First, I think you mess up terminology somewhat. To be more precise, axioms and postulates. An axiom should be treated mostly as a basis for abstract analysis. According to Kant, analysis doesn't give any essentially new data, it just reveals the "hidden" properties of the initial statement. Well, an axiom is that initial statement. The difference from postulate, however, is that that initial statement may be totally random in case of an axiom, since it's absract. I can axiomatize "10=0" (oh well, we all know I actually can't, since I will also need to redefine "10", "0" and "=" in a different way that doesn't automatically imply that "10!=0" which it does in common definitions, but that's not the point, let's take it the simplest) and build a mathematical theory out of it, and it will be valid. To be more precise, validity is not even a concern here, as it's not something that can be applied to axioms. In contrast, a postulate is a statement that too, serves as a basis for analysis, but actually comes from some observations of the real world. It's not necessary to delve deeper into this, it's enough to say that postulates are based on observations, while axioms are based on nothing. Therefore, it's perfectly okay to question the validity of a postulate, but not an axiom. That for Neumann thing is somewhat different, as it's just an assumption that was later crushed by analysis, it's not an axiom, but since it's on the borderline between empyric and abstract (as much of probability and statistics is), it's best called a hypothesis, much like the ergodic hypothesis. Nothing wrong with a hypothesis proven false.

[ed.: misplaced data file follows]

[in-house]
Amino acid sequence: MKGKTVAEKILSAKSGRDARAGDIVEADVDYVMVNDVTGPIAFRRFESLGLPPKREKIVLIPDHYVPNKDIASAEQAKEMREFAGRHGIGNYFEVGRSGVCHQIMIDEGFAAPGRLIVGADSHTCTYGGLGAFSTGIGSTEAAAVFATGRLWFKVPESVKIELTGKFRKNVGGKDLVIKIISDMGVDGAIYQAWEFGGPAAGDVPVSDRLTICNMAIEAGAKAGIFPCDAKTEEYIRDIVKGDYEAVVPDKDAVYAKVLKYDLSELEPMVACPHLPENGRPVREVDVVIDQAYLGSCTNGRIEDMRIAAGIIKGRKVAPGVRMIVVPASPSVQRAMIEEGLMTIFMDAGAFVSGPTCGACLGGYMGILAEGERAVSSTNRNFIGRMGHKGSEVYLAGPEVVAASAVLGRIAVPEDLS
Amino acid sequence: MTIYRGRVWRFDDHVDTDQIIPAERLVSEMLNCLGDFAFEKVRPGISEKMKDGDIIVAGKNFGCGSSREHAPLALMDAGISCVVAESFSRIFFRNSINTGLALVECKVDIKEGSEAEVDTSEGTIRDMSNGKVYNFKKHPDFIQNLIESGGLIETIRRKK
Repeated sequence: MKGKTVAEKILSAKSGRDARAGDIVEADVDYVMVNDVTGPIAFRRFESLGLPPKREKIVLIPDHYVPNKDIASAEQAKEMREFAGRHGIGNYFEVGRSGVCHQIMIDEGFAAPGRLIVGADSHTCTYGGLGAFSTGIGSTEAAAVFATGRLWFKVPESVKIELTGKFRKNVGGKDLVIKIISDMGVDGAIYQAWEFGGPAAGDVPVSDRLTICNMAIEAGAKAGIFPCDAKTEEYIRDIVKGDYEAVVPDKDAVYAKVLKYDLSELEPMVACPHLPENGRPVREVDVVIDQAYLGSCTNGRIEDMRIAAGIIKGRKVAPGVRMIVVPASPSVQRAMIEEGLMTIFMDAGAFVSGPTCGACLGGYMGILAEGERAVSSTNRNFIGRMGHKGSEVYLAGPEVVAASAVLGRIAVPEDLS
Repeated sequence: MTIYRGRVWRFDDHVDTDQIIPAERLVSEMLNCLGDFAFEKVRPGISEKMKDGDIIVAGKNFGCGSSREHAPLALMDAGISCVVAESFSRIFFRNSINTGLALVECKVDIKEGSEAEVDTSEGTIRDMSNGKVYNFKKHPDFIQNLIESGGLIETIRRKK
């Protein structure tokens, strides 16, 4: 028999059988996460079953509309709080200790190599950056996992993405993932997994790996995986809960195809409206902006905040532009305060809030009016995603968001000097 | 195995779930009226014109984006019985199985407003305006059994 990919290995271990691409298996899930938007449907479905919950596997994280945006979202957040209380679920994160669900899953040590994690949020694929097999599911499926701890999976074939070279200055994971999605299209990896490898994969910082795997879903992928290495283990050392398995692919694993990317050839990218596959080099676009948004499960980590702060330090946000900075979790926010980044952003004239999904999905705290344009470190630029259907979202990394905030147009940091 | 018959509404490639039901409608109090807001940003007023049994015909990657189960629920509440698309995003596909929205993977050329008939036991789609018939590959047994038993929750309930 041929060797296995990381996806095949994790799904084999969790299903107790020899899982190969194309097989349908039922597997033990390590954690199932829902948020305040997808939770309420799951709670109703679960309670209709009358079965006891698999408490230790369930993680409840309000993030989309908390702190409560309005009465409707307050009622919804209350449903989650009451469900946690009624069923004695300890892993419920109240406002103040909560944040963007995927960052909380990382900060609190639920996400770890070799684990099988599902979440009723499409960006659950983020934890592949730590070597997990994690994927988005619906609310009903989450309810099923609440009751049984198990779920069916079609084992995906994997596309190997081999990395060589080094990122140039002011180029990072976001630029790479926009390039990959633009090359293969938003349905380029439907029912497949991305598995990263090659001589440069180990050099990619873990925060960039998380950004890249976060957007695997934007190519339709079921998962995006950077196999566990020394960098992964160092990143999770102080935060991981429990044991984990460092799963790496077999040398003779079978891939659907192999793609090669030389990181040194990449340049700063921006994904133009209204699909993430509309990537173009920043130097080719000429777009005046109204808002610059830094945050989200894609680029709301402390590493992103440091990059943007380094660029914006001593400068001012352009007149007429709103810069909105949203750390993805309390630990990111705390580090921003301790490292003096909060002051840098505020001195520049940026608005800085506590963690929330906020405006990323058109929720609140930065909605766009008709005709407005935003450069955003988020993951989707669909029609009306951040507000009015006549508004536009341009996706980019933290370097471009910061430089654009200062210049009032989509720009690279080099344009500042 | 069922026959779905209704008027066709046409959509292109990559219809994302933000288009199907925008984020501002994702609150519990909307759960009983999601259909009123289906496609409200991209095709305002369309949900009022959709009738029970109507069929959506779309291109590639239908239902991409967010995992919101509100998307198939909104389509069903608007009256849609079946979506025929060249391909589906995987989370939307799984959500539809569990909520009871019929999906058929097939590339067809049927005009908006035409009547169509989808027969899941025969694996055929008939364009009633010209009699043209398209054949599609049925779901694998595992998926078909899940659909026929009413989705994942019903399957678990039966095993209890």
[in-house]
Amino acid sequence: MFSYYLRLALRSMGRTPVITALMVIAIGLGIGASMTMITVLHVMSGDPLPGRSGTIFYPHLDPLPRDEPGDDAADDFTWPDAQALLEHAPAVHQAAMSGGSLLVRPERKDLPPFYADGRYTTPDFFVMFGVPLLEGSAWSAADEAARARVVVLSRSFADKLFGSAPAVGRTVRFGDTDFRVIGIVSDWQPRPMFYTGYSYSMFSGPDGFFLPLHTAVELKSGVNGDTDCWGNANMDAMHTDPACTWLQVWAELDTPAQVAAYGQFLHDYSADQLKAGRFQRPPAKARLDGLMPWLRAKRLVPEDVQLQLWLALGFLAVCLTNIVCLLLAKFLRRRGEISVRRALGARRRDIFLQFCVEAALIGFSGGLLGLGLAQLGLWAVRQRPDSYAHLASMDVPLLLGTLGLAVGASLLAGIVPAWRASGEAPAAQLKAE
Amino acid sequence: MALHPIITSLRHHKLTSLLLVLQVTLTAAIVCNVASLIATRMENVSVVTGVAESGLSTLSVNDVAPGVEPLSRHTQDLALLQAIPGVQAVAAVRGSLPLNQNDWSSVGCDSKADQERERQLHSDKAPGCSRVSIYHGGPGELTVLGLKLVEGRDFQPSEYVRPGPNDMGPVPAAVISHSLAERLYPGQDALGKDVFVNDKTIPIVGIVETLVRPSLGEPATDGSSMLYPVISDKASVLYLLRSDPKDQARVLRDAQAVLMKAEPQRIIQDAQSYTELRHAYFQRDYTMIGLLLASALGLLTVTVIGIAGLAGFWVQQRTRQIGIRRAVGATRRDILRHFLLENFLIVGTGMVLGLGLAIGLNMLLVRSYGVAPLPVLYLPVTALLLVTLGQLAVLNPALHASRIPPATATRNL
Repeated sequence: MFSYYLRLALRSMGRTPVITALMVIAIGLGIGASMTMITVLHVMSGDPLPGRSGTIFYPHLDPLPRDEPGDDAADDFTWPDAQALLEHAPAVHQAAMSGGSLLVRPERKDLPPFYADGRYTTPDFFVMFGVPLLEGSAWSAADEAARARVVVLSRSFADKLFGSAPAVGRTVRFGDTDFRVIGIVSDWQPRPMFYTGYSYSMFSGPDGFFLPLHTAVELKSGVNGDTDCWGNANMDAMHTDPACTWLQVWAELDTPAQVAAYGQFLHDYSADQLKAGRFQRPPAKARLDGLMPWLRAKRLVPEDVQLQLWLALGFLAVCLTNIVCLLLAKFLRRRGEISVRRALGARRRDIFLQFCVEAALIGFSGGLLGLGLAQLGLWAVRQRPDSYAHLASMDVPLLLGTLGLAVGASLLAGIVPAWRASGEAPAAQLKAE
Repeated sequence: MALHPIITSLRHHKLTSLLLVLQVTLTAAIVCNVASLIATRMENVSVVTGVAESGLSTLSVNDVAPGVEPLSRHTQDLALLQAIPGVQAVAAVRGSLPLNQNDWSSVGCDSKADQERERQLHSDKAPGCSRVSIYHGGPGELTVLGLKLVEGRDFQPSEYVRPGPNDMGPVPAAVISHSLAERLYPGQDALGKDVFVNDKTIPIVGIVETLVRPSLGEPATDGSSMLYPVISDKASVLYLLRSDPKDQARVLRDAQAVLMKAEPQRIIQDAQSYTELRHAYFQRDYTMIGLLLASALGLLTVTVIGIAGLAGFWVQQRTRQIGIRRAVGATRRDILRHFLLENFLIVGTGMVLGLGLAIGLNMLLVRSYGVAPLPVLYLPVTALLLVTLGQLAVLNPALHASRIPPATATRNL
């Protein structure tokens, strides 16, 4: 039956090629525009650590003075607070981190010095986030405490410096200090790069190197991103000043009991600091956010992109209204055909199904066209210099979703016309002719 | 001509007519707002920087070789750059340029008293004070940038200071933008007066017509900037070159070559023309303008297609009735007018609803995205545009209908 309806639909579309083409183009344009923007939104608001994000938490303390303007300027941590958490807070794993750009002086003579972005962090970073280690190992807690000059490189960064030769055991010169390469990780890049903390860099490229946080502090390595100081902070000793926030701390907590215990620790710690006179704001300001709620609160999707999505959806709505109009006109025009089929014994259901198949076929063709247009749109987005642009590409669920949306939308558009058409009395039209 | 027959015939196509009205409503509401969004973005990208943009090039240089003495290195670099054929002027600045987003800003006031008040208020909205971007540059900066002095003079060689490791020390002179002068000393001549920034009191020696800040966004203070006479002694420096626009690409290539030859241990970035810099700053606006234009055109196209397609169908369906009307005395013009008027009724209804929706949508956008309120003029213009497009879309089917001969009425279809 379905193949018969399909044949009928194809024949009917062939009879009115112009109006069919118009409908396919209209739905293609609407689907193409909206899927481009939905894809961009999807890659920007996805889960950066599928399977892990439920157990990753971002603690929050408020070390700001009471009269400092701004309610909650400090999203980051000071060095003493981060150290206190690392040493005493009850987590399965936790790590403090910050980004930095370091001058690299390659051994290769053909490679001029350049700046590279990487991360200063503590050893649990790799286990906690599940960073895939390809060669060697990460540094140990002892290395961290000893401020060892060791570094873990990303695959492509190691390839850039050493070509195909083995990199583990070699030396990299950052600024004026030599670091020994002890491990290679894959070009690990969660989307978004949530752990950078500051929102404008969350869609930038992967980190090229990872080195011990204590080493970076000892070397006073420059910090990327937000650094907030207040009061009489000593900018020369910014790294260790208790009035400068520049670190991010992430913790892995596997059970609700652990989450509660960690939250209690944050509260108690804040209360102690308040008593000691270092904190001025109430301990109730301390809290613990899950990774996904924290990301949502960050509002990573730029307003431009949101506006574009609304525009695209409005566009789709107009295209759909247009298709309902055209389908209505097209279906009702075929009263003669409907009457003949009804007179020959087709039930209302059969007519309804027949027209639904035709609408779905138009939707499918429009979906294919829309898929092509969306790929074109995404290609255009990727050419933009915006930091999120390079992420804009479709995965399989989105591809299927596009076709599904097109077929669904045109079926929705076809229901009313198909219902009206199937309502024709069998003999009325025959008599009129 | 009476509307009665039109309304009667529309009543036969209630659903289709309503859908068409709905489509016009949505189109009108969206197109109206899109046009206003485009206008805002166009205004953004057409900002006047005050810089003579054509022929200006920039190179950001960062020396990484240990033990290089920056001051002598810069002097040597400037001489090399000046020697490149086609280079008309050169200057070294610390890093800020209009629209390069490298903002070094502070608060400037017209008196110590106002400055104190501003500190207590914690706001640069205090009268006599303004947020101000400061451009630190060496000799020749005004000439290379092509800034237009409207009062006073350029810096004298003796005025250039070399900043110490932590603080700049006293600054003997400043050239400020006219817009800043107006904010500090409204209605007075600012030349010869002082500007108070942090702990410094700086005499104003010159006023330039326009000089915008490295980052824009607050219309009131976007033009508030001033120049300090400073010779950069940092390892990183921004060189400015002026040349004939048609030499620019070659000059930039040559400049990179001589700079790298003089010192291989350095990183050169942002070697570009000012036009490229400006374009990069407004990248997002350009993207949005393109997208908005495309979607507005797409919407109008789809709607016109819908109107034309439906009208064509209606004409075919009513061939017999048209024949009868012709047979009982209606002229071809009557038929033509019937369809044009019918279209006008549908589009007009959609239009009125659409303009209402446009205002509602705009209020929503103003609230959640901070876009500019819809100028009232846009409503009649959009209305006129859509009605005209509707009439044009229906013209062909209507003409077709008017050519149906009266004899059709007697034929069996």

Well, that was somewhat offtopic, but messing up definitions when talking on such complex subjects generally leads to nothing good. Returning to the subject of faith (again, a little more proper word for this case, but not nearly that relevant), speaking of it, it's quite logical to discuss god. I'm sorry if my wording is poor, it's hard to discuss it even in my native language. God is an absolution of the idea of faith and studying extreme cases of something is a common scientific method. Well, as an idea, what properties does god have? It's main property is absolution, let's assume it takes manifest in absolute power in context of the material world. Definition is the hardest thing here, it will probably lead to a different result if defined differently, but I'll also try to provide some basis for why I define it like this. Had power not been absolute, the subject should be adhering to some sort of law, physical, mystical or whatever. Something that strictly adheres a law, however, is a phenomenon. Now moving on to the next part - to scientifically prove if something exists, we must conduct an experiment. What is experiment in it's essence? In essence, an experiment is a question to nature, to the world, but the point is that it's a question nature has to answer. If me measure voltage, we may ask "is voltage above 100mV?" and there is no way that question won't be answered. You can't get "no answer" from nature when experimenting, unless, of course, your equipment stops to function (but as fun as this picture is when applied to a god-measuring experiment, equipment malfunction in 100 consecutive tests is a result as well). One of the main postulates of quantum mechanics is that it's impossible to conduct a measurement that won't influence the object being studied. Experiment, therefore, implies we take some action on the studied object it can't resist. So, assuming it's possible to conduct an experiment that would prove the existence of god, we're automatically saying that we can ask god questions he can't refuse to answer or, wording it differently, we can apply some sort of force to god, which contradicts his absolute power. Therefore, in we define god with absolution in mind, it's inherently immeasurable. Inherentely unobservable. That doesn't in any way "prove" that god doesn't exist, since any kind of that proof would too rely on an experiment, but it immediately raises a point with the neo-positivist "verifying principle" that states: